Instead, as simple as it sounds, start your revision early. In the weeks leading up to an exam, start going through your work, topic by topic. Even an hour or two of revision a day will help your understanding and knowledge retention, instead of trying to memorise an entire course’s content 12 hours before a test. Then, use the last few days leading up to the exam for more intensive revision. This means doing practice exams, going through flashcards, or finalising your ‘cheat sheets’.

Tip: Try to attend lectures or watch them online, as more often than not, lecturers will tell you which topics will be covered in an exam. Put an asterisk next to each relevant topic, or aggressively highlight that section in your notes so you know to spend extra time on it when it’s time to study.

Constant all-nighters to consistent schedules

Sometimes inevitable – but never fun – pulling an all-nighter might mean you’ll hand something in before a deadline, but you will sacrifice quality and finesse. Leaving your assignments to the very last second and relying on the pressure of the deadline to push you through a night of work is incredibly taxing. Plus, the mental and physical effects of all-nighters are problematic if they’re consistent.

Some students work better at night, free from distraction. If that’s you, try to cap your work at a specific hour, to ensure you still get some sleep and don’t mess with your circadian rhythm too much.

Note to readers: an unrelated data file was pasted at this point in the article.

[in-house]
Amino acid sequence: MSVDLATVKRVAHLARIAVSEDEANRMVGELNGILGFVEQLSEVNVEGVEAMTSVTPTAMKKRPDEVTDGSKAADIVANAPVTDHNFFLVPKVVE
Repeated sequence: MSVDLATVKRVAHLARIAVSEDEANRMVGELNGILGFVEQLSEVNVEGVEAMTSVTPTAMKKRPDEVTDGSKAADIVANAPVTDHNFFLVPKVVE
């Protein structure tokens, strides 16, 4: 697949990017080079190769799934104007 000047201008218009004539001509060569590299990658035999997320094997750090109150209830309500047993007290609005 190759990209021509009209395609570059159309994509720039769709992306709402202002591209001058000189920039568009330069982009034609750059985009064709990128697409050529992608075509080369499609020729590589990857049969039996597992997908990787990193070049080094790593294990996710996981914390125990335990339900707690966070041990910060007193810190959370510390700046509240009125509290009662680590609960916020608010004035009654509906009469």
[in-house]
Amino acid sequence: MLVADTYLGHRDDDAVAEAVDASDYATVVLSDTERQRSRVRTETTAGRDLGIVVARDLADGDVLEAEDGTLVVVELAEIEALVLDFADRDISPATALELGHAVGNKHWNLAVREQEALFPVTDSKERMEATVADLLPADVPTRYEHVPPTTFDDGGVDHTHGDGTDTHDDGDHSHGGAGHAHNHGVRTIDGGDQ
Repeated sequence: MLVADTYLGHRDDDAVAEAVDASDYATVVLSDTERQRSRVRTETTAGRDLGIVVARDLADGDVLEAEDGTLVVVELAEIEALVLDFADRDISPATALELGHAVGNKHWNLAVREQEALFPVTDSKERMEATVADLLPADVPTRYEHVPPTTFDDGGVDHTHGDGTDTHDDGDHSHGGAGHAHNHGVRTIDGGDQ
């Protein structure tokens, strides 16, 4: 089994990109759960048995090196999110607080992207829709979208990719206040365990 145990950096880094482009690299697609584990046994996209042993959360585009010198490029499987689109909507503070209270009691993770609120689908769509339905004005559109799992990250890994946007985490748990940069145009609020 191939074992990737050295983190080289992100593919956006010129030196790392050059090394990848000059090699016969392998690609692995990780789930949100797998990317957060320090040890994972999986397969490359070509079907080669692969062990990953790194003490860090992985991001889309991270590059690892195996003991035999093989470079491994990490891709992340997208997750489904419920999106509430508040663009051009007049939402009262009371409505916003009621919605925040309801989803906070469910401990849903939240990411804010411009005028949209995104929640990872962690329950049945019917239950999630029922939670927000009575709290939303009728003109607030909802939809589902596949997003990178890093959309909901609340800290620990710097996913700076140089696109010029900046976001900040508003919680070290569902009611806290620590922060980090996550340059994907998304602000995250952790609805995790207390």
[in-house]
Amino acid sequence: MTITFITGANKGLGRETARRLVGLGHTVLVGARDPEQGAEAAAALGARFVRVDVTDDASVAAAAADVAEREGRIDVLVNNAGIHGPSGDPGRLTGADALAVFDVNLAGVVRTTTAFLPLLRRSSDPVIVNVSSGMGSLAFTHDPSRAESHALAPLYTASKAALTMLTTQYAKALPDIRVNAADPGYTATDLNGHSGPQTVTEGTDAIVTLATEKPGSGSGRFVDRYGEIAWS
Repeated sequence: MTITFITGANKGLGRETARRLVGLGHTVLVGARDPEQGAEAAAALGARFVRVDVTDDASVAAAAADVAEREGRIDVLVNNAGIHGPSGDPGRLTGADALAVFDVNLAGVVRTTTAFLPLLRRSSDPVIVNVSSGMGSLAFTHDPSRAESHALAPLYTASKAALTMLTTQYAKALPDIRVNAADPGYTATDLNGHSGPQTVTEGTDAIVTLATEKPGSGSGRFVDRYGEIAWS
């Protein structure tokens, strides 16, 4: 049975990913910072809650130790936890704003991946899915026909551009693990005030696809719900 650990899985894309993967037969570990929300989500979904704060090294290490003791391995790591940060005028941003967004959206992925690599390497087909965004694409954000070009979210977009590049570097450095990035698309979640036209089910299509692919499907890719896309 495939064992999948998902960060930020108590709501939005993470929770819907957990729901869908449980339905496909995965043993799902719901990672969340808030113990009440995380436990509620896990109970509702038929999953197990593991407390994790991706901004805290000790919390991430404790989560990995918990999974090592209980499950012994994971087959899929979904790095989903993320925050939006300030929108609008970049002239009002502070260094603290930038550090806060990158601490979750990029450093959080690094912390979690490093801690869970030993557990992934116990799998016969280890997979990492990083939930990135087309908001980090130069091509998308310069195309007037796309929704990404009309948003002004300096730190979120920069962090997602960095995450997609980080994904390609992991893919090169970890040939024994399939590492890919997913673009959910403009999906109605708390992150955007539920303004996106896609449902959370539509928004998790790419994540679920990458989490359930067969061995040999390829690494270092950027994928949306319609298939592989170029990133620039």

If you work better during the day, stay organised. Lecturers and tutors will often tell you when it’s a good time to start assignments, and in the following weeks, they may even let you know what point you should be up to. Update your calendar and stay on top of due dates.

Tip: If you know that a deadline is going to be unachievable, remember that there are university staff who can help you. Whether it’s your lecturer, tutor, or even a counsellor, speaking to someone about your concerns can be really valuable. Just make sure you chat to them as far in advance as possible.

Unhealthy study practices to a healthy work/play balance

One exam shouldn’t be the focus of your university career. Your health – both mental and physical – is far more important than any exam or assignment. Studying yourself to absolute exhaustion, maintaining a diet of instant ramen and remaining stagnant behind your desk for weeks won’t help when exam time rolls around.

Remember to keep yourself active, eat healthily (to an extent… a study break serving of some classic Australian hot chips never hurts), see your friends, call your family back home, and speak to the right people if you need help. Studying can tough, but it doesn’t have to take its toll. You still need to enjoy your time overseas and balance study time with plenty of fun.

Top tip: Most universities are equipped with health services, counselling, student services dedicated to international students, gyms and cafes – quick and convenient facilities that you can visit on your way to or from the library to make sure you’re staying healthy and safe.